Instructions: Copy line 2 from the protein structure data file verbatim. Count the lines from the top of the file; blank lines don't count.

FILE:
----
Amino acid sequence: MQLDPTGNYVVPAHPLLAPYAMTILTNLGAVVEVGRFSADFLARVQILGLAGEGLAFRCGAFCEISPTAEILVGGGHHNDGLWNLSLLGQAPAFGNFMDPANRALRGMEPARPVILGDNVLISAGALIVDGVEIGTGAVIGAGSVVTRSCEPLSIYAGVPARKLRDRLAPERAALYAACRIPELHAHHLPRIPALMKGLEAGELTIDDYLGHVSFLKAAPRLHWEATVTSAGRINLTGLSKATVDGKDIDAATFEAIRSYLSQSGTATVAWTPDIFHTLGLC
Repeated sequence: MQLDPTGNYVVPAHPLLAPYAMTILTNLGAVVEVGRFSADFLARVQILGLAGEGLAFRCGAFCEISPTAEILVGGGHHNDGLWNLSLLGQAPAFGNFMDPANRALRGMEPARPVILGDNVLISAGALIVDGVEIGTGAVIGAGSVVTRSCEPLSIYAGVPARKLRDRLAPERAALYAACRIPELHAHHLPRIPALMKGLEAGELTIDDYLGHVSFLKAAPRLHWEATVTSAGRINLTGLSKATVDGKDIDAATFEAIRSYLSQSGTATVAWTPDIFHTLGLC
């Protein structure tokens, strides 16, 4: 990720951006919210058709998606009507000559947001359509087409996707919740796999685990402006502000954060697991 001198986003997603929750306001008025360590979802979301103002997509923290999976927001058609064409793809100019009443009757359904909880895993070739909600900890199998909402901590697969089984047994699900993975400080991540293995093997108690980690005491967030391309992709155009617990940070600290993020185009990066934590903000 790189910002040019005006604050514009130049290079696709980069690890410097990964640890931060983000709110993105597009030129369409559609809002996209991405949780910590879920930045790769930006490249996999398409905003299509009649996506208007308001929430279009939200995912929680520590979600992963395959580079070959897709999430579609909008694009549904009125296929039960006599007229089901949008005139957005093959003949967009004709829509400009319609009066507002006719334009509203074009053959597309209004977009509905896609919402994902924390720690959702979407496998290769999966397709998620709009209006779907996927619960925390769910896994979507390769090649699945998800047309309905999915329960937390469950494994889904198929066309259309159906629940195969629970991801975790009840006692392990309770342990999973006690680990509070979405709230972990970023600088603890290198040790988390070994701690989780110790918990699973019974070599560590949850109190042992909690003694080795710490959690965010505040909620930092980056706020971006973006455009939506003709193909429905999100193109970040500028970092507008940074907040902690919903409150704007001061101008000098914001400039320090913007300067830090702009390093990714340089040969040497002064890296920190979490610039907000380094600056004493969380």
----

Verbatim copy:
Repeated sequence: MQLDPTGNYVVPAHPLLAPYAMTILTNLGAVVEVGRFSADFLARVQILGLAGEGLAFRCGAFCEISPTAEILVGGGHHNDGLWNLSLLGQAPAFGNFMDPANRALRGMEPARPVILGDNVLISAGALIVDGVEIGTGAVIGAGSVVTRSCEPLSIYAGVPARKLRDRLAPERAALYAACRIPELHAHHLPRIPALMKGLEAGELTIDDYLGHVSFLKAAPRLHWEATVTSAGRINLTGLSKATVDGKDIDAATFEAIRSYLSQSGTATVAWTPDIFHTLGLC